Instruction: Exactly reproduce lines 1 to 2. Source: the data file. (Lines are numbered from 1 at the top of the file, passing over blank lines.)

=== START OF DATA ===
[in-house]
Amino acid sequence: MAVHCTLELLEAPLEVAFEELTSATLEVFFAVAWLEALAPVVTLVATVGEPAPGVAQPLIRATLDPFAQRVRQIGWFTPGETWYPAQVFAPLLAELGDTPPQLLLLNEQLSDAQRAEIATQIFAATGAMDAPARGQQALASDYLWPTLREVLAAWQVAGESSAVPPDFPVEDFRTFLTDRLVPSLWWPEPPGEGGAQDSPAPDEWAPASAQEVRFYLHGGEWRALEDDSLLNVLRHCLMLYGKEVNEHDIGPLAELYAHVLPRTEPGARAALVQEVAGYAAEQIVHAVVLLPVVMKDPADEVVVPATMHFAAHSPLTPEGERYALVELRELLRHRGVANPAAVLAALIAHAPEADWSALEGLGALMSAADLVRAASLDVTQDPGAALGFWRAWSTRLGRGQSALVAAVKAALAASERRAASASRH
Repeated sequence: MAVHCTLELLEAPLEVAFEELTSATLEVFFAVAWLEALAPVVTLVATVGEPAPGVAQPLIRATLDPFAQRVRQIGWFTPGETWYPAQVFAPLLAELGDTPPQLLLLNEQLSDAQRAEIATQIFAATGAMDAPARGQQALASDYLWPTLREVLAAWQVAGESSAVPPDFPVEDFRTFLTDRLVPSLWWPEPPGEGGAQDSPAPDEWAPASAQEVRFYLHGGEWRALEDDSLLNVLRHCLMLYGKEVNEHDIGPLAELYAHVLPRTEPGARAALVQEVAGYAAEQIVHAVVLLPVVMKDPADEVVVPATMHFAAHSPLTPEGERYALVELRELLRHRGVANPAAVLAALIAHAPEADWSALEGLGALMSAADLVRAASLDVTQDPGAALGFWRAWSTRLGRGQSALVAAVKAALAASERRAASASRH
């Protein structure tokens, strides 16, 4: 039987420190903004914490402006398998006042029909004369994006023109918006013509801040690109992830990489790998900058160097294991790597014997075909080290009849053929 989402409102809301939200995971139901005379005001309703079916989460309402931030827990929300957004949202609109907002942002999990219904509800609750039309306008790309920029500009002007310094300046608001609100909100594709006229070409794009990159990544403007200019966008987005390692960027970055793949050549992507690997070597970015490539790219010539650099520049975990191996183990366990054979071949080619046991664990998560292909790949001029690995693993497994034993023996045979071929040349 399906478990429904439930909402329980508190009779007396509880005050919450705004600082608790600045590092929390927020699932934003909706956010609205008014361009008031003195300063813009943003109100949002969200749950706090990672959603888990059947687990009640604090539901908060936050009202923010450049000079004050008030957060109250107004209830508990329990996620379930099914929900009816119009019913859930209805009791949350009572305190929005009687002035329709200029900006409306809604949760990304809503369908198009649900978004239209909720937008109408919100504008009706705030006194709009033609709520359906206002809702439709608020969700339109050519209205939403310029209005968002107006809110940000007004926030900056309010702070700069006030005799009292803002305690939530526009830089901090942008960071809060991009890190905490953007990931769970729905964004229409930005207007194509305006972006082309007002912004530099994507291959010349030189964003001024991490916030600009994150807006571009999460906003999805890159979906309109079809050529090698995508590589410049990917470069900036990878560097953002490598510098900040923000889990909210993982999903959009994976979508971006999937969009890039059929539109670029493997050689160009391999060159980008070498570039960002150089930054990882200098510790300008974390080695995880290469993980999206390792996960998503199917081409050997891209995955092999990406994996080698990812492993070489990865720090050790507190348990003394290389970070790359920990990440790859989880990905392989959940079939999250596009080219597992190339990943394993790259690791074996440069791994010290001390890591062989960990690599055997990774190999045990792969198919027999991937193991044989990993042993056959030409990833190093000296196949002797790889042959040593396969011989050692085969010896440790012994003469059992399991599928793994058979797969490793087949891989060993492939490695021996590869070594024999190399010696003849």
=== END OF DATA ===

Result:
[in-house]
Amino acid sequence: MAVHCTLELLEAPLEVAFEELTSATLEVFFAVAWLEALAPVVTLVATVGEPAPGVAQPLIRATLDPFAQRVRQIGWFTPGETWYPAQVFAPLLAELGDTPPQLLLLNEQLSDAQRAEIATQIFAATGAMDAPARGQQALASDYLWPTLREVLAAWQVAGESSAVPPDFPVEDFRTFLTDRLVPSLWWPEPPGEGGAQDSPAPDEWAPASAQEVRFYLHGGEWRALEDDSLLNVLRHCLMLYGKEVNEHDIGPLAELYAHVLPRTEPGARAALVQEVAGYAAEQIVHAVVLLPVVMKDPADEVVVPATMHFAAHSPLTPEGERYALVELRELLRHRGVANPAAVLAALIAHAPEADWSALEGLGALMSAADLVRAASLDVTQDPGAALGFWRAWSTRLGRGQSALVAAVKAALAASERRAASASRH